The Pistol Offense: Top 10 Former NFL Quarterbacks Who Would Flourish In It

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Kordell Stewart and Randall Cunningham

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In the history of the NFL, who are the top 10 former NFL quarterbacks that would flourish running the pistol offense?

The pistol or spread formation is the latest offensive trend in the NFL. Though many think that it is something new, the spread has been around since coach Amos Alonzo Stagg and the turn of the 20th century. Unfortunately, some talented quarterbacks never got a chance to run it.

The debate over whether a running quarterback can win a championship has raged for years. Colin Kaepernick of the San Francisco 49ers came very close to putting the question to bed as he led his team to within 10 yards of a title in 2012. His performance is proof positive that a team can win running the pistol and the formation is here to stay.

The league has seen its share of mobile quarterbacks from Fran Tarkenton to Cam Newton. Tarkenton was ahead of his time while Newton's time is now. Newton has been able to showcase all of his talents running the spread for the Carolina Panthers. His success led to the Washington Redskins and Seattle Seahawks drafting Robert Griffin III and Russell Wilson respectively. As Newton did his rookie year, Griffin and Wilson became immediate starters and they led their teams to the playoffs.

Pro football has evolved into a game where rules favor the offense. This has allowed for more creativity in play calling and formations making today's quarterbacks the envy of some of their ancestors. If those ancestors could drink from the fountain of youth which ones would have success running the pistol? Here are the top 10 former NFL quarterbacks who would.

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10. Rodney Peete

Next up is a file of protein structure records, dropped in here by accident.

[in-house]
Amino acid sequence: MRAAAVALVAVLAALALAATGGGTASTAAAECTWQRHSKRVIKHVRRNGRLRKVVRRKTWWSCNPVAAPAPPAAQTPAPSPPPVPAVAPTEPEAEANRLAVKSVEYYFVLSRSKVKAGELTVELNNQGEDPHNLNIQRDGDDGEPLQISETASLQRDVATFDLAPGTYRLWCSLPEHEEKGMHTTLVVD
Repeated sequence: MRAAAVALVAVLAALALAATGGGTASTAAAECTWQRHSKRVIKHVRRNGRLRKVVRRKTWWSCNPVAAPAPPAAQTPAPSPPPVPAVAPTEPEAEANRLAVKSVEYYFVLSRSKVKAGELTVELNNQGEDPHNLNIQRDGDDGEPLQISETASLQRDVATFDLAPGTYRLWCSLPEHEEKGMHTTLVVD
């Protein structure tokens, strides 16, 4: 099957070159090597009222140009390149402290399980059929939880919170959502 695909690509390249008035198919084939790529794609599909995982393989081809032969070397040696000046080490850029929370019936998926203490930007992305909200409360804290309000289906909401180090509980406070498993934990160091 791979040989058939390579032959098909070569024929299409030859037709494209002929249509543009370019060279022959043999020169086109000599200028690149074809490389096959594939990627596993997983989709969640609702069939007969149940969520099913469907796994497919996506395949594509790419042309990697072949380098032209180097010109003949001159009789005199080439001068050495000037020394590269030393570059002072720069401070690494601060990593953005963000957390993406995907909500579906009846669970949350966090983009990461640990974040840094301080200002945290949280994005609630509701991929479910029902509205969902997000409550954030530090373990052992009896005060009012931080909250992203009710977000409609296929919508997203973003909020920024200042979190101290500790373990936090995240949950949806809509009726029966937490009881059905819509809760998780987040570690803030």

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Peete ran the run and shoot for the Detroit Lions during the early 1990's. At the University of Southern Cal he was a good enough passing and running threat to earn Heisman Trophy consideration. If Peete was able to run the pistol in Detroit with Barry Sanders as his running back there is no telling how dangerous the Lions offense would be.

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9. Jeff Blake

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Blake played for the Cincinnati Bengals in the 1990's. He was not very tall, but had a terrific arm. Blake was a good runner, but ran only when he had to. His game was throwing the long ball to wide receiver Carl Pickens. However, if Blake were playing today and had a running back like Cory Dillon the Bengals would be dangerous in the pistol.

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8. Jake Plummer

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Plummer was cunning and one of the shiftiest runners to ever play quarterback as his nickname of Snake attests. Some would say that he was more of a Joe Montana type and better suited for the west coast offense, but Plummer was a smooth ball handler. He could fake a defense out of position which is what the pistol is designed to do. Plummer's physical skills and sharp mind would have made him a serious threat in a spread offense.

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7. Roger Staubach

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Staubach is the man who really made the spread formation popular. He and Dallas Cowboys head coach Tom Landry did not invent it as some historians would want us to believe, but did make it a staple of their offense before anyone else. Staubach could play quarterback in just about any formation, but many forget he was not a very accurate passer in his early years. In today's game, he would be allowed to run the pistol until his arm caught up with his legs.